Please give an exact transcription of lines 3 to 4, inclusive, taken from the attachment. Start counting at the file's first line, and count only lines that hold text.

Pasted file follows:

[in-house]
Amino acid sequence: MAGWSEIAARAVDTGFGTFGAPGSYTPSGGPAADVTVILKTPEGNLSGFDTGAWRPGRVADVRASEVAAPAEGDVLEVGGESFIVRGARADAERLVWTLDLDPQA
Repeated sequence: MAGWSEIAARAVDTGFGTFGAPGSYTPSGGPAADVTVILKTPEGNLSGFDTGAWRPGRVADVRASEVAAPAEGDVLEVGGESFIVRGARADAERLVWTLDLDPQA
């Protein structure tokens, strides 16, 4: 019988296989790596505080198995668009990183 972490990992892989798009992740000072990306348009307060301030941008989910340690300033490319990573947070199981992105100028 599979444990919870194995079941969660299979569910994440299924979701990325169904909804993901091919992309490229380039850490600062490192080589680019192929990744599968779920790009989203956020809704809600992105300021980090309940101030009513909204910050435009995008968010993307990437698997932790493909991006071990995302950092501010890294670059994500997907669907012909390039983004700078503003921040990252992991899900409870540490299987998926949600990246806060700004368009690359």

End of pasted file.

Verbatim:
Repeated sequence: MAGWSEIAARAVDTGFGTFGAPGSYTPSGGPAADVTVILKTPEGNLSGFDTGAWRPGRVADVRASEVAAPAEGDVLEVGGESFIVRGARADAERLVWTLDLDPQA
């Protein structure tokens, strides 16, 4: 019988296989790596505080198995668009990183 972490990992892989798009992740000072990306348009307060301030941008989910340690300033490319990573947070199981992105100028 599979444990919870194995079941969660299979569910994440299924979701990325169904909804993901091919992309490229380039850490600062490192080589680019192929990744599968779920790009989203956020809704809600992105300021980090309940101030009513909204910050435009995008968010993307990437698997932790493909991006071990995302950092501010890294670059994500997907669907012909390039983004700078503003921040990252992991899900409870540490299987998926949600990246806060700004368009690359």